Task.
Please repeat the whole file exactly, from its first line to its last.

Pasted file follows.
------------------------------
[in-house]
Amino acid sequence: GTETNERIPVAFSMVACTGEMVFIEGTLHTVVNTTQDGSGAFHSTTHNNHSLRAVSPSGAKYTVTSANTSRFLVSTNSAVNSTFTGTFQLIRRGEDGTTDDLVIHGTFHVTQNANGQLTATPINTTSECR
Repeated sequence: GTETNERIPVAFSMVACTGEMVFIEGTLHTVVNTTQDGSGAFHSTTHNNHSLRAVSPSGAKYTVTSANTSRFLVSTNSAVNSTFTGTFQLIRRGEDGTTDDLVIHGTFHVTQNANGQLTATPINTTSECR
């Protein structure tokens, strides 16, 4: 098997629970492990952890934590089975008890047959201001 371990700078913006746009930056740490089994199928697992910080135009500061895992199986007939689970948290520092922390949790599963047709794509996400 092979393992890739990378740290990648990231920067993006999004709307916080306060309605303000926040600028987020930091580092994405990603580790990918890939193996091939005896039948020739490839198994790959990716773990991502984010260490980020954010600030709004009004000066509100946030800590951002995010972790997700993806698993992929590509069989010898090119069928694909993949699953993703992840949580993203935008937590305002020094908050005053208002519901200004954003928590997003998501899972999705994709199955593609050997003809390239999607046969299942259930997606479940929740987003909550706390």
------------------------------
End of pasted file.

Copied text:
[in-house]
Amino acid sequence: GTETNERIPVAFSMVACTGEMVFIEGTLHTVVNTTQDGSGAFHSTTHNNHSLRAVSPSGAKYTVTSANTSRFLVSTNSAVNSTFTGTFQLIRRGEDGTTDDLVIHGTFHVTQNANGQLTATPINTTSECR
Repeated sequence: GTETNERIPVAFSMVACTGEMVFIEGTLHTVVNTTQDGSGAFHSTTHNNHSLRAVSPSGAKYTVTSANTSRFLVSTNSAVNSTFTGTFQLIRRGEDGTTDDLVIHGTFHVTQNANGQLTATPINTTSECR
């Protein structure tokens, strides 16, 4: 098997629970492990952890934590089975008890047959201001 371990700078913006746009930056740490089994199928697992910080135009500061895992199986007939689970948290520092922390949790599963047709794509996400 092979393992890739990378740290990648990231920067993006999004709307916080306060309605303000926040600028987020930091580092994405990603580790990918890939193996091939005896039948020739490839198994790959990716773990991502984010260490980020954010600030709004009004000066509100946030800590951002995010972790997700993806698993992929590509069989010898090119069928694909993949699953993703992840949580993203935008937590305002020094908050005053208002519901200004954003928590997003998501899972999705994709199955593609050997003809390239999607046969299942259930997606479940929740987003909550706390």